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Prothrombin complex concentrate (PCC) is a drug that contains a source of proteins involved in the human blood clotting process. Patients medicated with vitamin K antagonists (blood thinning drug) have low blood levels of these important blood clotting proteins. Therefore these patients will be at increased risk of spontaneous and traumatic bleeding events. Also, when these patients experience a bleeding event, this will lead to progressive loss of these important blood clotting proteins. This process causes a vicious circle, thereby increasing risks of illness and death.

Cochrane Database of Systematic Reviews: Plain Language Summaries [Internet] - John Wiley & Sons, Ltd.

Version: July 7, 2015

This guideline contains recommendations about general principles of blood transfusion, and applies to a range of conditions and different settings. It does not include recommendations relating to specific conditions and provides guidance on:

NICE Guideline - National Clinical Guideline Centre (UK).

Version: November 2015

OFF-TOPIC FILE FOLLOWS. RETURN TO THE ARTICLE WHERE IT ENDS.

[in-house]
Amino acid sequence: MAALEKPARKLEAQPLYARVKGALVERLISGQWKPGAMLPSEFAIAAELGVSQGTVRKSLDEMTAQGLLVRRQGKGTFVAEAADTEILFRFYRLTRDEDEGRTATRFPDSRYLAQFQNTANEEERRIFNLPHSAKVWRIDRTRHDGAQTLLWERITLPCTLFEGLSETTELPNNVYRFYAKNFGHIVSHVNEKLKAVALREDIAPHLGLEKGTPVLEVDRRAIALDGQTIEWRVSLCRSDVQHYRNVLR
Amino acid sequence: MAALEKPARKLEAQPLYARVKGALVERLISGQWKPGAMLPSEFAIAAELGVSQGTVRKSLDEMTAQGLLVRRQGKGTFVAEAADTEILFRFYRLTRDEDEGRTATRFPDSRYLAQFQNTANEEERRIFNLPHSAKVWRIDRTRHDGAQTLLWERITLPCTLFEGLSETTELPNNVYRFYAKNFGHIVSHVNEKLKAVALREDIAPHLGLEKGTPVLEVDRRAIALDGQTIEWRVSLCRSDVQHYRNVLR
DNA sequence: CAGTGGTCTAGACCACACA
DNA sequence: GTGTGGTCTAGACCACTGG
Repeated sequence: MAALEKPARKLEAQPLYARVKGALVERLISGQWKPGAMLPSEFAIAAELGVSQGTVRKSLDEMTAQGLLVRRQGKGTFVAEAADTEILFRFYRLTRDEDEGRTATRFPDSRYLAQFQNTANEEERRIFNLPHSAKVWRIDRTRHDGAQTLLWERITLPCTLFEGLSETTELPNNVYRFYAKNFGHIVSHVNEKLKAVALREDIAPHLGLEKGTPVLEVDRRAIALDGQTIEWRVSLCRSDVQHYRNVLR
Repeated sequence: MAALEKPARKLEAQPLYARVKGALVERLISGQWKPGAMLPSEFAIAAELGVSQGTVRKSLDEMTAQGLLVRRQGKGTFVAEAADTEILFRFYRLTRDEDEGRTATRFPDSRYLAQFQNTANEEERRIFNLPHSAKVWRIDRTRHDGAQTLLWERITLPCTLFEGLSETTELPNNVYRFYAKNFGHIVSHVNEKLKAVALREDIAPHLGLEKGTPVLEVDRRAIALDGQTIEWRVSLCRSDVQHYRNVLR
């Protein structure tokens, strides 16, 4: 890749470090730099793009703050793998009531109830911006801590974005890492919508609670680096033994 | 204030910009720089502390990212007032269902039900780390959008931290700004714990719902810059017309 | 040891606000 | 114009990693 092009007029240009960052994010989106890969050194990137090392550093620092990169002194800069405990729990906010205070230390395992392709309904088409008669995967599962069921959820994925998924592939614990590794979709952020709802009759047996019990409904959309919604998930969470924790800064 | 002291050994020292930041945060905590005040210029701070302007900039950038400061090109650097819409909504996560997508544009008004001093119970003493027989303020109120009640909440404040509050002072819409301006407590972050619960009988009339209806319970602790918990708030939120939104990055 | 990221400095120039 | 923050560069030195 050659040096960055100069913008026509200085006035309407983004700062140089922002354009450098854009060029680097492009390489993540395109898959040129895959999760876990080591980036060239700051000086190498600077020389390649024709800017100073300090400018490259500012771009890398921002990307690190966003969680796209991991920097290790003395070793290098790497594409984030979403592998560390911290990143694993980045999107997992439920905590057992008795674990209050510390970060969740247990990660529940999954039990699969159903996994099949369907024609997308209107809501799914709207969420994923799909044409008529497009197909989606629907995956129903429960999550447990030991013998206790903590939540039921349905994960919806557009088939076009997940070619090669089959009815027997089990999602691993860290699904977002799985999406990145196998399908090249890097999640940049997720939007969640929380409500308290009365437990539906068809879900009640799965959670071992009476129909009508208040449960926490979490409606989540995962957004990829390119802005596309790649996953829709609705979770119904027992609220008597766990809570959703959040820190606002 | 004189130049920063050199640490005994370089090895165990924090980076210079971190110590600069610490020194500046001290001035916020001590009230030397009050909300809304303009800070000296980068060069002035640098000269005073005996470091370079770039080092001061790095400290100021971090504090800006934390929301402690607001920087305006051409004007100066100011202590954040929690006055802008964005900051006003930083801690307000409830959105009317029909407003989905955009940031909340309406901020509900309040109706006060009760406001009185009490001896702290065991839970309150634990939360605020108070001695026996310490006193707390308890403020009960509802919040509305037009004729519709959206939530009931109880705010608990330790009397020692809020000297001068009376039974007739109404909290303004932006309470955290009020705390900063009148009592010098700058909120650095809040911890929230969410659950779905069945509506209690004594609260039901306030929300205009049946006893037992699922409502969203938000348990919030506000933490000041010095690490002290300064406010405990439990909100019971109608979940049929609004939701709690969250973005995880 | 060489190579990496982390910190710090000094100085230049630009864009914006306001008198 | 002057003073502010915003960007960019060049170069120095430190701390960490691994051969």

The use of prothrombin complex concentrates (PCCs) and fibrinogen concentrates (FIBCs) to achieve hemostasis in the perioperative setting as alternatives to allogeneic blood products remains controversial. To examine the efficacy and safety of PCCs and FIBCs, we conducted a systematic review-in accordance with the Preferred Reporting Items for Systematic Reviews and Meta-Analysis statement-to compare the use of these transfusion alternatives in bleeding surgical patients. We performed a literature search of English articles published between July 1997 and July 2012 in MEDLINE via PubMed, The Cochrane Library, and CINAHL. Five randomized trials and 15 nonrandomized studies with a comparator group were included in the final review. Studies were sorted into 1 of the following 3 clinical settings: cardiac surgery, non-cardiac surgery, and reversal of warfarin anticoagulation. Risk of bias was assessed using the Cochrane risk of bias tool. With the exception of 2 randomized controlled trials, the existing body of literature on the use of PCCs and FIBCs in the perioperative setting was assessed to have a high degree of methodological bias. Overall, prospective studies in the cardiac surgery grouping suggested that patients receiving FIBC and/or PCCs required less allogeneic blood transfusion and had less chest tube drainage. In studies of warfarin reversal, PCCs more rapidly corrected the International Normalized Ratio compared to plasma; however, in the setting of intracranial hemorrhage, functional outcomes were poor regardless of the reversal strategy. With regards to safety outcomes, reporting was not uniform and raises concerns of underreporting. Adequately powered, methodologically sound trials would be required for more definitive conclusions to be drawn about the efficacy of PCCs and FIBC over conventional blood components for the treatment of perioperative coagulopathy in bleeding patients.